I also noted how on a recent digital shoot, I burned 56 frames in 5 minutes. I asked the email subscribers of Create Look Enjoy about their views on film and digital.
An excerpt from landscape photographer Michael Zide's reply:
Truthfully, there's two kinds of photography for me. My landscape photography approach, which I have always felt was satisfying partly because it was such a slow, contemplative engagement with the world around me, and all the rest. I am a lover of medium to large format cameras and the steadiness of the tripod. Whether sensor or film doesn't seem to matter regarding the quality of the experience, but I can appreciate the distinction you are making. Is it more than simply the number of possible "encounters" with the roll vs. the CF card, or is it something to do with the physical and substantial nature of the film medium?
Below is frame 13 of the 56 frames.
Trees and Sky in Scroll Painting Style
John Reuter left this comment on the digital/film post:
Well, it's hard to say that you couldn't have gotten similar results with newer film. I think sometimes just the notion that it is older material makes it special to shoot but the bottom line is always the image. In a Holga we expect surprises so it fits in nicely with that.
His response was to some odd looking tones that came from film I used that had expired 13 years ago. Mr. Reuter, a 20x24 Polaroid expert and fine art photographer, spoke several years at Hallmark, where I teach. His work and words at the time inspired me to create beyond my up-until-then creative mindset.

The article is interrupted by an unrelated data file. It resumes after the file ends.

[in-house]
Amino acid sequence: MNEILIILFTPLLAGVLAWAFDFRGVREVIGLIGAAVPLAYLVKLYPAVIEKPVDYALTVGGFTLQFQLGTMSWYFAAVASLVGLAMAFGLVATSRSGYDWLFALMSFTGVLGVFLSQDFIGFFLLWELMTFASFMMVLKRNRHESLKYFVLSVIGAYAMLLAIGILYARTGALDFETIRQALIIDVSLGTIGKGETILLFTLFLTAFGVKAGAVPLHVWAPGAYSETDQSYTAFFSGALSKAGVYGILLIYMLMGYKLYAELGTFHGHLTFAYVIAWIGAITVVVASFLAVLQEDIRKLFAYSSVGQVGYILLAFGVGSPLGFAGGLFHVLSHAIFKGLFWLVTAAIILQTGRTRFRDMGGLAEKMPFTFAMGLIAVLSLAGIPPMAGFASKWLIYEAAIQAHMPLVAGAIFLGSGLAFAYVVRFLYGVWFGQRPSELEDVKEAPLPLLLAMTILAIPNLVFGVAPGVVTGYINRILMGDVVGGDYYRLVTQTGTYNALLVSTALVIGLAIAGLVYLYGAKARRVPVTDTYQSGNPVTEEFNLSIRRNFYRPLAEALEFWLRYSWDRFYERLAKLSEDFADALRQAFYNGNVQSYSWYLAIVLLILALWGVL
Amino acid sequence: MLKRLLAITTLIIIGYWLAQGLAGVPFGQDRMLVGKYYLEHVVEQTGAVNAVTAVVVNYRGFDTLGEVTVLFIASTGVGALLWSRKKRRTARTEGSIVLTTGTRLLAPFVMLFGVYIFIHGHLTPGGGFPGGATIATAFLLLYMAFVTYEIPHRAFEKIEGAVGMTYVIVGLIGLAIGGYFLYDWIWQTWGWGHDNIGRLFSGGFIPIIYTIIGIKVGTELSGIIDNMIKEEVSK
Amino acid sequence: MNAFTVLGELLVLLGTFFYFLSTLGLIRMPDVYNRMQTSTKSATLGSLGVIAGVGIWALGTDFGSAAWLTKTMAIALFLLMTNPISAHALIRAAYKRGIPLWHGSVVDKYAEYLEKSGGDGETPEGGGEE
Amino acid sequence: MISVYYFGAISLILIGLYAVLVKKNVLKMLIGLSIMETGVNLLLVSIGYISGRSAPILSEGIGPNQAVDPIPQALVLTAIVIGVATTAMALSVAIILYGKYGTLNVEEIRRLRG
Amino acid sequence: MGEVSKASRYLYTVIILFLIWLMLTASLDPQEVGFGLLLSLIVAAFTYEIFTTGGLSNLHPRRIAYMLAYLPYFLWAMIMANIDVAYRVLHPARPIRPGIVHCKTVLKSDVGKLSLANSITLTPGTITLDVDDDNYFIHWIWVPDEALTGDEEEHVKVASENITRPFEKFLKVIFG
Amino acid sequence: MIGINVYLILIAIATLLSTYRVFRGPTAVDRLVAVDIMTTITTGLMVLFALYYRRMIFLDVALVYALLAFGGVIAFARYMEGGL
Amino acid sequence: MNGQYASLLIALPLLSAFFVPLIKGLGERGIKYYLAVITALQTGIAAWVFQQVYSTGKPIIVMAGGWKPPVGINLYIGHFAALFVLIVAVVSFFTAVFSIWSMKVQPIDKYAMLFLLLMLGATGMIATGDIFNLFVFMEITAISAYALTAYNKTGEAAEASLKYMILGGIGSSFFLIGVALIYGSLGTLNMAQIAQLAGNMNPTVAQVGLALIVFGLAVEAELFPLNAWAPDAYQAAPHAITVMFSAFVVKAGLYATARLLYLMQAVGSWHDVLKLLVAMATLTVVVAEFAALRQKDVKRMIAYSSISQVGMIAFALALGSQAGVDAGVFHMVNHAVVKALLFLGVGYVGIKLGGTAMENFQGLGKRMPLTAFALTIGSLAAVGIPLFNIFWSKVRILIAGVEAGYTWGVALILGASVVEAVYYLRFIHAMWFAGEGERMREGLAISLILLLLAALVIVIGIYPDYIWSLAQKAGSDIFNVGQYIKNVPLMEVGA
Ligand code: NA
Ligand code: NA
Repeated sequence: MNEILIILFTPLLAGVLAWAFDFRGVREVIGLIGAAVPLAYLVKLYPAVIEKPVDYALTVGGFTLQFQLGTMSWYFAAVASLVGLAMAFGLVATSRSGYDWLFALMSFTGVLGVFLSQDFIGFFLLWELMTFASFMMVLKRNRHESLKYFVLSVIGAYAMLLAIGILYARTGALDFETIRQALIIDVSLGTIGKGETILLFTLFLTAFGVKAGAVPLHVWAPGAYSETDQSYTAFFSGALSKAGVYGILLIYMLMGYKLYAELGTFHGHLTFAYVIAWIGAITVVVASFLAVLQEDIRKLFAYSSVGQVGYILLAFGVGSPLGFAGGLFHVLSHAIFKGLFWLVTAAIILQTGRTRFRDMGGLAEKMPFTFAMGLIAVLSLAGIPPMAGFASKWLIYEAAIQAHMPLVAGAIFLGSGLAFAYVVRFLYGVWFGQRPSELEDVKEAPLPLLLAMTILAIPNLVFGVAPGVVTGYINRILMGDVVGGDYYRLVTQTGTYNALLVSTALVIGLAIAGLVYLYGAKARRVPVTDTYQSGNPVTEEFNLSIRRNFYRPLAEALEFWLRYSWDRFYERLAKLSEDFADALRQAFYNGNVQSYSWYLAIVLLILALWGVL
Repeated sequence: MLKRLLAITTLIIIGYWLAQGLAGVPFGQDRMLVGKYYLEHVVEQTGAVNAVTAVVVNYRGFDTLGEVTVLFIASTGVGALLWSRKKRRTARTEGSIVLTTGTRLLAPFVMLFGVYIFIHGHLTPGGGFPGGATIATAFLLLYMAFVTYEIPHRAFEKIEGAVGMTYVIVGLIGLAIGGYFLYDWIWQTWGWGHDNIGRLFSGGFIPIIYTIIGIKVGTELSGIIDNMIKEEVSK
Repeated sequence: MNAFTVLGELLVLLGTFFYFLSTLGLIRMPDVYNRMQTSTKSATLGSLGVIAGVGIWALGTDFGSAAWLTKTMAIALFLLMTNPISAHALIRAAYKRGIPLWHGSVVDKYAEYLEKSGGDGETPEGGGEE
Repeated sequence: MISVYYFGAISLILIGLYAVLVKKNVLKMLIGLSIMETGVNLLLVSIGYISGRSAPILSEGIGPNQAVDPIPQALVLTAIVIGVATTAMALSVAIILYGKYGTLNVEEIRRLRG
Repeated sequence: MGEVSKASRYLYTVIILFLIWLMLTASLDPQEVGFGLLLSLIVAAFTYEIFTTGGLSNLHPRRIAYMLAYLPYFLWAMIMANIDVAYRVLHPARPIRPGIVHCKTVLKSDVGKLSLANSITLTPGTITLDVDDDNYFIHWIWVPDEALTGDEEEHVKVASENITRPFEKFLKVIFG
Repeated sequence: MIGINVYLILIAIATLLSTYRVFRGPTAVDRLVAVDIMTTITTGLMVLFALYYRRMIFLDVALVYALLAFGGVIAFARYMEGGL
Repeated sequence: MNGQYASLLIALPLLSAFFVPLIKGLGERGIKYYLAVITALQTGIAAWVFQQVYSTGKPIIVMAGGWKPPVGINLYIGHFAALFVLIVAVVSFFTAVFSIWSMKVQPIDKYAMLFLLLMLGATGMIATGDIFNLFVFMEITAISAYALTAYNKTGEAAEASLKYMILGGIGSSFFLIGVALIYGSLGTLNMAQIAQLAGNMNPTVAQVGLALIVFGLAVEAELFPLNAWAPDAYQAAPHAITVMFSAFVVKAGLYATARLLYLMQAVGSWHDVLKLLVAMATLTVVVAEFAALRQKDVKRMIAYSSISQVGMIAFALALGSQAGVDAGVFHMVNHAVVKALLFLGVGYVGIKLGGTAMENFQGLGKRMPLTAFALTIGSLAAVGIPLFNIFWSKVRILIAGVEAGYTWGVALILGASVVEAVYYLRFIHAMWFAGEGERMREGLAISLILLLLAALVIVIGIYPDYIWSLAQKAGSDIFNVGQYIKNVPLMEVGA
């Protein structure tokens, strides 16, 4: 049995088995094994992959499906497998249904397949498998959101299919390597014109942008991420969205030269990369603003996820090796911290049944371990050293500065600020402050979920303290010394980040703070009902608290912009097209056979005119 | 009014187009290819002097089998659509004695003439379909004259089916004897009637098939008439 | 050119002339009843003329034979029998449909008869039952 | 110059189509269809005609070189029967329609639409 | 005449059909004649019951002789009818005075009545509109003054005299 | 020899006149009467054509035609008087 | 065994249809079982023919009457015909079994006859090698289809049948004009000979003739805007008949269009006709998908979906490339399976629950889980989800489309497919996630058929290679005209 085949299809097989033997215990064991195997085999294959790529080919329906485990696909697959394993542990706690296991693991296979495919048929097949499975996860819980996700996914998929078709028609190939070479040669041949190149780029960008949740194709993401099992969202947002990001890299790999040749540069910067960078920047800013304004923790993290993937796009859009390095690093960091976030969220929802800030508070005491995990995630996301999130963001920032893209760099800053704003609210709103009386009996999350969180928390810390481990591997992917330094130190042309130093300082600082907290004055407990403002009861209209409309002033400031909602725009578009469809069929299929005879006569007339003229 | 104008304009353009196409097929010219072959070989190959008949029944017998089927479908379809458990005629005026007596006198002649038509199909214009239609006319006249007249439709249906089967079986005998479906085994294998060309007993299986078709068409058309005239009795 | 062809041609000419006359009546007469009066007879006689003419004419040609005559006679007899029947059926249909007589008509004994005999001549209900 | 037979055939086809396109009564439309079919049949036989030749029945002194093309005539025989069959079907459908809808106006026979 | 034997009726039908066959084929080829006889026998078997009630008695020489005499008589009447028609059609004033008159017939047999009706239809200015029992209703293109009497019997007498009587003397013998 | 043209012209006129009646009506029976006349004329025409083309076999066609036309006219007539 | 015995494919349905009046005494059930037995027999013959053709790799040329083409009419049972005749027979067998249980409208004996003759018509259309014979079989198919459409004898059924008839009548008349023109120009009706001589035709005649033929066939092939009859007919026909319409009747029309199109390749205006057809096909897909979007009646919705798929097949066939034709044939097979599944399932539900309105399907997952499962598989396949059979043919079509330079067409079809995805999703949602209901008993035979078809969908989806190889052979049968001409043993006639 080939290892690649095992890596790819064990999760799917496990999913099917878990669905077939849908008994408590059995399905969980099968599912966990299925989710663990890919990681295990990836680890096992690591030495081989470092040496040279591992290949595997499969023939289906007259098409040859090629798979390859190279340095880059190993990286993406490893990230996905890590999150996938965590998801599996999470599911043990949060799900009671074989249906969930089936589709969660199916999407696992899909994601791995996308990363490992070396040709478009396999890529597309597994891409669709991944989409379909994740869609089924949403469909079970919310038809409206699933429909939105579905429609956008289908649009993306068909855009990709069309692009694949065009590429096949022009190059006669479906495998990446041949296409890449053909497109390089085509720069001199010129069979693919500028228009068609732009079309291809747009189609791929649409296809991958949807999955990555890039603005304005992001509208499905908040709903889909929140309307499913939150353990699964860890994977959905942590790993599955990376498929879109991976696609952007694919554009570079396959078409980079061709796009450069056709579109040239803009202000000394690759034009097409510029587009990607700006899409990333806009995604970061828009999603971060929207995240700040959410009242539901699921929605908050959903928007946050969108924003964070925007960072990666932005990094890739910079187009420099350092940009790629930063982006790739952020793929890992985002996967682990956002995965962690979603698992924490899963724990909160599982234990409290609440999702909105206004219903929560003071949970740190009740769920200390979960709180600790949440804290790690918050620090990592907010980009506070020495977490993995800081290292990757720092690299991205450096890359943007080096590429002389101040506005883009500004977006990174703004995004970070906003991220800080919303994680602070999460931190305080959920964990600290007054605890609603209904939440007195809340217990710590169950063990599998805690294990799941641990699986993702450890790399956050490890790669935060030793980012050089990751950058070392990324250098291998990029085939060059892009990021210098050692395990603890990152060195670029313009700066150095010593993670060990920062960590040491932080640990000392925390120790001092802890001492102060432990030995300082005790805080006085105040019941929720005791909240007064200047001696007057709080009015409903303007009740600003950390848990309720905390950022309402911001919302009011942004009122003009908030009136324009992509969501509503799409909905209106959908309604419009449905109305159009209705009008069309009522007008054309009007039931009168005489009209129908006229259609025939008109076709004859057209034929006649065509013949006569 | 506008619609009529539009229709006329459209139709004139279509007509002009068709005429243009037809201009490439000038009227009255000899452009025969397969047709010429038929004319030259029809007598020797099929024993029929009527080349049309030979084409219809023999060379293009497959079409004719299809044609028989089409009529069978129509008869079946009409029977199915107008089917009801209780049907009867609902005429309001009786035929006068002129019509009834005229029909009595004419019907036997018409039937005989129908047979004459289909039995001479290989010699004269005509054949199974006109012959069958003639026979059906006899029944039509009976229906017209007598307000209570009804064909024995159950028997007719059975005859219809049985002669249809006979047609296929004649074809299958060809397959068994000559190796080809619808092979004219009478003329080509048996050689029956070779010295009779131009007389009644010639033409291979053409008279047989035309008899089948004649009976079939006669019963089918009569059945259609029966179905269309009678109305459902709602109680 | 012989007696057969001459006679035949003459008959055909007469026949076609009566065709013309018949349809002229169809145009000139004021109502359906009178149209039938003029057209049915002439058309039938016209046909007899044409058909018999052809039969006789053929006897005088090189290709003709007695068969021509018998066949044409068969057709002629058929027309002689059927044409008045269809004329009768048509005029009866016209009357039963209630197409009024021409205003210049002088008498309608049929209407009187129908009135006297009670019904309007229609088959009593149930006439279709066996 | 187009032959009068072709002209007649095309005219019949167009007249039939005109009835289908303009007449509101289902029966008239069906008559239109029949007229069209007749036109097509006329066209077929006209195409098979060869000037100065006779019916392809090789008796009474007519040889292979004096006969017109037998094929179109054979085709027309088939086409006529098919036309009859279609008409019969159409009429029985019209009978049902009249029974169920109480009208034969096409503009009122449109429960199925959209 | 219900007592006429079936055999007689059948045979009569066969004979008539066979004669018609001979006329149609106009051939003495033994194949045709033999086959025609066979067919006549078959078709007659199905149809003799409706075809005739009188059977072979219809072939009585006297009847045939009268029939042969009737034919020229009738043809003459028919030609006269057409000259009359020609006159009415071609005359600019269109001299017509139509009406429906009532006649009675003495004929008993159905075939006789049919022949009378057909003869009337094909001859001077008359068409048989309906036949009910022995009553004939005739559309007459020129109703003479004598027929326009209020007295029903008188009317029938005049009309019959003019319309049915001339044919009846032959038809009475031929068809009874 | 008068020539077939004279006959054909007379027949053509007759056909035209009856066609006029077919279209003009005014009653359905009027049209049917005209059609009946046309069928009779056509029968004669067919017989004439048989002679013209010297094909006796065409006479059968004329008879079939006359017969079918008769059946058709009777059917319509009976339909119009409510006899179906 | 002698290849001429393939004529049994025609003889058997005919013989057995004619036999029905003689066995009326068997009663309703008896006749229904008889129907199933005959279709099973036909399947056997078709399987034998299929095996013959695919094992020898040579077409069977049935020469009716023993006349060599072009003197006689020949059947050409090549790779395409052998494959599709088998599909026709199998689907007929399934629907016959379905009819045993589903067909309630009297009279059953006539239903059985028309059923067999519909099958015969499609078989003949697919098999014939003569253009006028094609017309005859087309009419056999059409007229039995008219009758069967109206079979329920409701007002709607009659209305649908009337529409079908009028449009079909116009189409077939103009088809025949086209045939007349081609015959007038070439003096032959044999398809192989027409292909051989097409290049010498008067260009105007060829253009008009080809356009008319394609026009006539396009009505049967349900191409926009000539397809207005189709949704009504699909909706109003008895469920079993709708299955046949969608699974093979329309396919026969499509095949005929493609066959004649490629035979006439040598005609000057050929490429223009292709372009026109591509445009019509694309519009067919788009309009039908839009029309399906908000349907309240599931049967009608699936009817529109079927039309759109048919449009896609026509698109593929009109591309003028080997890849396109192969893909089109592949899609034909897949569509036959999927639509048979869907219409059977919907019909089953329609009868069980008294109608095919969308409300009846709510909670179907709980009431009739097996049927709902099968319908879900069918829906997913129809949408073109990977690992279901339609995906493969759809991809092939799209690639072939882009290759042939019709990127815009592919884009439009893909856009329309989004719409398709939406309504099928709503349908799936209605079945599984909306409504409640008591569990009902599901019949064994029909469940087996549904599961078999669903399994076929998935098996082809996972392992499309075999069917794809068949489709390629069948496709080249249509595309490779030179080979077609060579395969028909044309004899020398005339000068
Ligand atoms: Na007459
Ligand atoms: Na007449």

Below is frame 37 of the 56 frames.
Frozen Lake and Bare Trees in a Wave Style
I ended the film/digital post with this question: Is this art, or the rationalization of poor image quality?
I recently connected on Facebook with high school photo friend Pam Viola. Here is the D.C. based fine art photographer's answer:
Well there's definitely rationalization happening, but I love the top image - definitely art!
This is the aged film image she refers to, complete with a hunter's orange light leak.
I love these discussions on creativity and photographic technique.
On a different note, I encourage you to watch the video my monkey alter ego Chuck Darwin put together on The Theory of The Evolution of Color Management. He needs views in his efforts to take first place in the February round of the ColorMunki video contest.
As a hybrid marketing experiment and art project, Chuck Darwin is on Twitter. Please follow him!